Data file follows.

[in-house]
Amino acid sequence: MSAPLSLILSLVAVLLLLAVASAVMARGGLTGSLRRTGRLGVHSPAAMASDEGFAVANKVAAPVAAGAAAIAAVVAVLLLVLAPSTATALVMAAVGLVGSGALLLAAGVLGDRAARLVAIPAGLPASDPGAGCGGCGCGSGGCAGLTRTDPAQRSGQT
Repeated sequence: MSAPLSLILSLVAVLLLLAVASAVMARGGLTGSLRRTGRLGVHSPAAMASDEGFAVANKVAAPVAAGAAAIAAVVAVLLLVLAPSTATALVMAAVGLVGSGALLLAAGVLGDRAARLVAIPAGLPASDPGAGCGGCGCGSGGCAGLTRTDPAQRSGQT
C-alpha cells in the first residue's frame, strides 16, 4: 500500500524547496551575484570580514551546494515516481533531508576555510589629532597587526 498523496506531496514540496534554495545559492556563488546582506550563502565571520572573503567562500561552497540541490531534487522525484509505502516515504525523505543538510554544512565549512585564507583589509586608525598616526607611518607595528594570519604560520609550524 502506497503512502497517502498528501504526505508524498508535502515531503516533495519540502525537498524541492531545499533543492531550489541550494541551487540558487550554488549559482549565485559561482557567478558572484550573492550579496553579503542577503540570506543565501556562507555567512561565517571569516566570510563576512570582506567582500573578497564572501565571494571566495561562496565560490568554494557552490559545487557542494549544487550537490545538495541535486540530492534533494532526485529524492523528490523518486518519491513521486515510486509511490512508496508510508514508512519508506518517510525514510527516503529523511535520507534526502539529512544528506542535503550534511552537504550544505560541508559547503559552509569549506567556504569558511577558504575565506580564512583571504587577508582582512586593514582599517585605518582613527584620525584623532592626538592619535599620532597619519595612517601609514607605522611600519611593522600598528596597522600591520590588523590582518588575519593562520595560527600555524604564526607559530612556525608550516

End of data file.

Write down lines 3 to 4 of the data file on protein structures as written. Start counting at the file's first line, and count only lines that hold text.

Repeated sequence: MSAPLSLILSLVAVLLLLAVASAVMARGGLTGSLRRTGRLGVHSPAAMASDEGFAVANKVAAPVAAGAAAIAAVVAVLLLVLAPSTATALVMAAVGLVGSGALLLAAGVLGDRAARLVAIPAGLPASDPGAGCGGCGCGSGGCAGLTRTDPAQRSGQT
C-alpha cells in the first residue's frame, strides 16, 4: 500500500524547496551575484570580514551546494515516481533531508576555510589629532597587526 498523496506531496514540496534554495545559492556563488546582506550563502565571520572573503567562500561552497540541490531534487522525484509505502516515504525523505543538510554544512565549512585564507583589509586608525598616526607611518607595528594570519604560520609550524 502506497503512502497517502498528501504526505508524498508535502515531503516533495519540502525537498524541492531545499533543492531550489541550494541551487540558487550554488549559482549565485559561482557567478558572484550573492550579496553579503542577503540570506543565501556562507555567512561565517571569516566570510563576512570582506567582500573578497564572501565571494571566495561562496565560490568554494557552490559545487557542494549544487550537490545538495541535486540530492534533494532526485529524492523528490523518486518519491513521486515510486509511490512508496508510508514508512519508506518517510525514510527516503529523511535520507534526502539529512544528506542535503550534511552537504550544505560541508559547503559552509569549506567556504569558511577558504575565506580564512583571504587577508582582512586593514582599517585605518582613527584620525584623532592626538592619535599620532597619519595612517601609514607605522611600519611593522600598528596597522600591520590588523590582518588575519593562520595560527600555524604564526607559530612556525608550516